There's Another Announcement About A New Flying Car And It Makes Me Hate What I've Become

What happened to me? I used to be the sort of person that loved hearing about the flying cars we’d all enjoy in the future. The very idea was thrilling, the technology ingenious, the potential inspiring. But now, when we get emails about new flying cars like this one called the Switchblade, I find I’m just a cranky, bitter old bastard. Because I don’t believe any of this bullshit anymore.

Do you even want to hear about this flying car? It’s basically the same damn story as every other flying car ever, but why the hell not, I guess, freaking Robb Report just recently wrote about it, like this is the one that’s actually going to happen, unlike every other goddamn amazing new flying car that’s just about ready.

We’ve been doing this fucking dance for DECADES

Ug, fine. Okay. Here’s this one: it’s made by a company called Samson, the flying car is a three-wheeled thing with retractable wings and tail (hence the switchblade name), it’ll fly at 200 mph and 13,000 feet (they imagine—of course, they haven’t built it yet to see), they call it a ‘flying sportscar,’ it’ll cost about $140,000 ($500,000 for the Limited Edition model), and it’s supposed to make its first flight next spring, and begin deliveries by the end of 2018.

Ha ha ha ha ha bullshit bullshit bullshit. My god. Look what’s happened to me. There’s no way I can see a date about a year or two out for “expected deliveries” on a flying car and take it remotely seriously. Are they fucking kidding? Do they have no idea how many times we’ve been fed this line?

Oh, also, for this one, you have to build 51 percent of it yourself. Line forms here, people!

Here’s a thing that doesn’t actually exist

Really, though, the three-wheel part and the home-built requirements are by far the most probable parts of this whole plan. Three wheels means it doesn’t have to meet conventional four-wheel car safety or emission standards, which this won’t, ever, and the 51 percent. home-built part lets it be classified as an Experimental/Homebuilt aircraft.


Beyond that, though, the Switchblade is as much of a cliché of the flying car idea as you can imagine. The company puts out videos like this one explaining why we need flying cars:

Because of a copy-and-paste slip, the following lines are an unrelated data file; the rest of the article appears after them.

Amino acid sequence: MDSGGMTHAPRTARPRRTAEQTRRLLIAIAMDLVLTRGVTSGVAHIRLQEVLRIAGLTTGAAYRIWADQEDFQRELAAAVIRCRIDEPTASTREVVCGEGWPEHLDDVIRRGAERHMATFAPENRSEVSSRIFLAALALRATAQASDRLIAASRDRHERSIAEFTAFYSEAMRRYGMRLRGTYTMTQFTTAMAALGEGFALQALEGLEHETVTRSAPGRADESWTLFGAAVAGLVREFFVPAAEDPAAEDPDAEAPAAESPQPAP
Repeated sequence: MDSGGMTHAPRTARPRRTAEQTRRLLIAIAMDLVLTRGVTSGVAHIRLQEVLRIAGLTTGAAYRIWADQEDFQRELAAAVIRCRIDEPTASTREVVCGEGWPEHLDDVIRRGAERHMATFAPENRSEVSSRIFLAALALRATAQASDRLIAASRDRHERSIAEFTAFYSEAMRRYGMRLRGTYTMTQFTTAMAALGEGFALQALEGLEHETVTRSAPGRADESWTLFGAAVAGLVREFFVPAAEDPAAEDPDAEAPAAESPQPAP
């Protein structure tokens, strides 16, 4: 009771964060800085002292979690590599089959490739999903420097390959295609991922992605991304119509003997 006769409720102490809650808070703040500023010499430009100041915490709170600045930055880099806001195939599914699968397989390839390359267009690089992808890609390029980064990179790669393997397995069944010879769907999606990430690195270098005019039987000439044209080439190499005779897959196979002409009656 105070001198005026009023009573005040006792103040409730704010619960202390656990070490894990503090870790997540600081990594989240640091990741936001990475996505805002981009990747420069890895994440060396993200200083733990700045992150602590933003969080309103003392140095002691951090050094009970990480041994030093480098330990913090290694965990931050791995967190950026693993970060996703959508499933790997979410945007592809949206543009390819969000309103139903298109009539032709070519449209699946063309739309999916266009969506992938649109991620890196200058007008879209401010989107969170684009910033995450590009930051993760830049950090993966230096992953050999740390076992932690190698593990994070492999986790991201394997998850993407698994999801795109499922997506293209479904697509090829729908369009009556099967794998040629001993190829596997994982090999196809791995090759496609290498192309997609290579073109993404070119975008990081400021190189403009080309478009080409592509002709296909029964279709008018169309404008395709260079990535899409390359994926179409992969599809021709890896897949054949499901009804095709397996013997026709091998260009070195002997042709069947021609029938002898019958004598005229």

Sure, traffic’s a pain, and the freedom would be great, and, yes, I love the idea of a flying car—but this video’s main point is that you can have so much more spare time if you can travel 300 miles in under two hours, an argument which only works if you ignore the fact that all your spare time will be devoured by the incredibly involved and lengthy process of getting your freaking pilot’s license and, oh, home-building 51 percent of your goddamn airplane-car.


I hate that I feel this way about something as cool as a flying car. I hate that all these flying car companies have made me like this, and now I hate Samson for doing it to me all over again.

Will they actually build this stupid thing? Maybe. I don’t know. It barely matters. Even if they do, they’re going to what, sell a couple to some bored rich dudes? This isn’t going to revolutionize personal transportation. We’re not all going to get pilot’s licenses and zip around in 300-mile jumps in these.

I’m such a miserable jerk. These people are just trying to do something interesting and fun and exciting, right? I’m sure they’re all fantastic people and wonderful engineers.


I just can’t help it. Flying cars announcements all sound the same now, touting the same things, making the same promises, and they all, invariably, come to jack shit.

Here’s my advice to Samson or anyone else thinking about making a flying car: shut up.


Seriously. Shut up. Don’t say a thing. Build your flying car. Just build it. Figure out how you’re going to manufacture them, figure out how many can actually, realistically, be sold, figure out a way to automate out the need for a non-freaking-trivial pilot’s license, figure out how the air traffic issues will be managed, figure out the failsafes, figure out the transition from sky to road figure it all out.


Then—and only then—send out your breathless press release. Send it out with pictures and video of the thing in action, and an invitation for media to try one out.

That’s the only way to do this now. We’ve literally been burned by flying promises for nearly a century, so all our goodwill and doubt-benefits packages have been used up.


And I swear, if I hear about another flying car that’s just two years away, I’m going to cry, loudly and publicly, and all those stupid fucking flying cars will have to watch and know that they did this to me. They broke me.

So shut up, flying cars. Shut up.

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About the author

Jason Torchinsky

Senior Editor, Jalopnik • Running: 1973 VW Beetle, 2006 Scion xB, 1990 Nissan Pao, 1991 Yugo GV Plus • Not-so-running: 1973 Reliant Scimitar, 1977 Dodge Tioga RV (also, buy my book!)